One Thing I Can Do
In the woeful aftermath of the election, I've been racking my brain for what little I, personally, can do.
I can think of one thing--show movies to my students.
I'm a college prof who teaches business students--undergraduate and MBA--who traverse a curriculum ingrained with the worship of the profit motive.
A useful tool to shake things up a bit in the classroom might be the use of movies for consciousness-raising.
I'm thinking of some recent films, mostly documentaries, which might fit the bill--like The Corporation, The Yes Men, Stephanie Black's Life And Debt, and Ken Loach's The Navigators.
From what I know of my students, few of them watch independent or foreign films, which might be a hurdle for my project.
But I can think of one film that might break the ice.
The Yes Men is a hilarious piece of "satirical activism" (cool phrase--I'd never heard it before).
In it, two activists set up a website that mirrors the World Trade Organization (WTO) site, and get accidentally invited to business meetings and conferences around the world.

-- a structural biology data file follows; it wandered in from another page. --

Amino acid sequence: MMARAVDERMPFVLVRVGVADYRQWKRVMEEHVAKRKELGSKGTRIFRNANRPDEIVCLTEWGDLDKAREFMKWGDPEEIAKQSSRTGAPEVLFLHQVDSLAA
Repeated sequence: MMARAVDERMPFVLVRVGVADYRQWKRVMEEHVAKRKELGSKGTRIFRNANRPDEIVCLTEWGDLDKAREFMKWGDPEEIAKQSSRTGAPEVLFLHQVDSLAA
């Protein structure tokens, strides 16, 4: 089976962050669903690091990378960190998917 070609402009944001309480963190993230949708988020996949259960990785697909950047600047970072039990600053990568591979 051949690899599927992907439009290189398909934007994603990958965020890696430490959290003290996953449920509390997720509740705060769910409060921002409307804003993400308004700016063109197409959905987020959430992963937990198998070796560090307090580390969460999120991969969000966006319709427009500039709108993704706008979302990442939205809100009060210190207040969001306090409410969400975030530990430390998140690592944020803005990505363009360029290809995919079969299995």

They take full advantage of this delicious error to impersonate WTO officials and make sharp Powerpoint presentations of their own devising. At one conference, they argue for the re-establishment of slavery. At another, they unveil a gold-lamé body suit with a giant phallic appendage which has a computer terminal, used to control slacker sweatshop workers in real time around the world.
The weird thing about all this is that the business audiences at these presentations accept and applaud these presentations as if they were serious!
Which proves The Yes Men's point that these outrageously fascist proposals are actually quite in accordance with both current and future business thinking! (Scary).
We all know that laughter is one of the world's great disarming devices. I can see my students cracking up over the shenanigans of the Yes Men, rendering the class perhaps more sympathetic to the political arguments of the film.
There is something moving about the resolute manner in which the two activists go about their performance-art pranks. The film captures, straight-faced, their strong spirit of absurdist subversion. Luis Buñuel would surely have approved.
If you have suggestions about films I might show my students, I would be most eager to hear them. Please drop me a line.